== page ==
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Weekly Bulletin November 29, 2020
by Terrie Evans
On November 29th, we celebrate the first Sunday of the 4 weeks of Advent known as a time of penitence and fasting and at one time referred to as the Nativity Fast or the Fast of December. It is said that the celebration of Advent began in the 5th century when Bishop Perpetuus directed this Liturgical Season to start on the feast of St. Martin of Tours on November 11th and end at Christmas. At the time in the history of the Church, everyone fasted 3 times per week which was called “Lent of St. Martin” a practice that lasted until the 6th Century. Around 1917, the Roman Catholic Church abolished the rule of fasting but kept the season of Advent as a season of penitence. During that time, activities such as dancing and all social festivities were also forbidden until the 3rd Sunday of Lent, Rose Sunday.
Advent always commences on the 4th Sunday before Christmas and on the Sunday nearest to the Feast of St. Andrew (Monday, November 30th). Every year we set up our Advent wreath as a way for us to keep Christ at the center of our Christmas celebration. The Advent wreath originated among German Lutherans around the 16th Century and by 1839, the wreath that we know use was accepted in churches. Our Advent wreath is adorned with three violet and one pink candle with a 5th white candle (Christ Candle) to be lit on Christmas Day. The greenery and holly of the wreath signify victory, a sign of life, hope, peace as well as the struggle against darkness. The round shape of the wreath also represents the symbol of Christ the King with the holly recalling the crown of thorns resting on the head of Christ.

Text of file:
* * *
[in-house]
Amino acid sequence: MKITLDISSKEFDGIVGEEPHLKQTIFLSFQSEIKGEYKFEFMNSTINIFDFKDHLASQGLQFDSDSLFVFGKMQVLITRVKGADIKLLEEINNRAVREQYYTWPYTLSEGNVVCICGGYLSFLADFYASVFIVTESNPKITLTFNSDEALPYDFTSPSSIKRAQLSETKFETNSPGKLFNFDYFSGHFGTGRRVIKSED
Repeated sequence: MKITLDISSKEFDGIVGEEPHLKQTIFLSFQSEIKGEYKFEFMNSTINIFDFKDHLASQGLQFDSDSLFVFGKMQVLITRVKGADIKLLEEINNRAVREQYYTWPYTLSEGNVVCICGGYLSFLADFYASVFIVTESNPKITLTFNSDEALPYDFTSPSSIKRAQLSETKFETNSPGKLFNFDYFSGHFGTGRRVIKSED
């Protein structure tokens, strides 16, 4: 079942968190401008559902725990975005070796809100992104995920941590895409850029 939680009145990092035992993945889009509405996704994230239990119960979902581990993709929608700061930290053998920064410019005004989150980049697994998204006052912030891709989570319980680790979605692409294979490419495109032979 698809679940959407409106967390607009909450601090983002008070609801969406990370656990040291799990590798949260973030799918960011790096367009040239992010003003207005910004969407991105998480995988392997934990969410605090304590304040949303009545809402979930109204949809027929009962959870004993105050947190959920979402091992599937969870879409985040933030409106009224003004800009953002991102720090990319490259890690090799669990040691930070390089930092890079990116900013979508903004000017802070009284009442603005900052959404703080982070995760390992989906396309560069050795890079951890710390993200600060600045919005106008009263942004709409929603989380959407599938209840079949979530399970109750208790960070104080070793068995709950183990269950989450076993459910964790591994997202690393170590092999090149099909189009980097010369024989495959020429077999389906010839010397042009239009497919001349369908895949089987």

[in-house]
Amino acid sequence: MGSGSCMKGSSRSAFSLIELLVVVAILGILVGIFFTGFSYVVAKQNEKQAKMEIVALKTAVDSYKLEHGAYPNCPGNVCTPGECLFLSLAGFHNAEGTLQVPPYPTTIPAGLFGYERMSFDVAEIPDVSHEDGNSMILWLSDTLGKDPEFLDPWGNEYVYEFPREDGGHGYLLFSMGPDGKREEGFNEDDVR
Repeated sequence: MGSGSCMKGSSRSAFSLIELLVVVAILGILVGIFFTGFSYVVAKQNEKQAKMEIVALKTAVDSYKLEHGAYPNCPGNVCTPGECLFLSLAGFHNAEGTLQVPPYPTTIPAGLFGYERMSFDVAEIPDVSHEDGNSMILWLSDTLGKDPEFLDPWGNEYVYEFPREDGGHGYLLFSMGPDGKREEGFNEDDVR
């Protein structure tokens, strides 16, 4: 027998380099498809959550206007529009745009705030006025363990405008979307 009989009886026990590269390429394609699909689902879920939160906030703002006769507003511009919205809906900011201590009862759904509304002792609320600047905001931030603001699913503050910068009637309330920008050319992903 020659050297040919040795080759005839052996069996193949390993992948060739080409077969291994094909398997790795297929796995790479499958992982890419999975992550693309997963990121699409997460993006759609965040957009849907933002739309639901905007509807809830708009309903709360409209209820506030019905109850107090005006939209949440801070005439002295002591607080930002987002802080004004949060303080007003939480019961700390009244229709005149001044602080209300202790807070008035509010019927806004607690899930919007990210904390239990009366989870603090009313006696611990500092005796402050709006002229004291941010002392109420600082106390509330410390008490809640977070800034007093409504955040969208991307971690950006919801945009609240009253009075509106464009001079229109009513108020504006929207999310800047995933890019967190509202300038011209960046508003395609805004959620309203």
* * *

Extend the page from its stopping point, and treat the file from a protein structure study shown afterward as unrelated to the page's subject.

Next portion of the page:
Each Sunday during Advent we follow the Catholic tradition of lighting one of the four candles with each one representing one thousand years, to total 4,000 years from the time of Adam and Eve until the birth of the Savior. Each one of the 4 candles symbolize the stages of salvation before the coming of the Messiah with the 1st being the symbol of the forgiveness that was granted to Adam and Eve. On this 1st Sunday of Advent, we light the 1st Purple Candle, known as the Prophecy Candle for the prophets, and (Isaiah) who foretold the birth of Christ. The readings for this Sunday, are for all of us to look forward to the Second coming of Christ.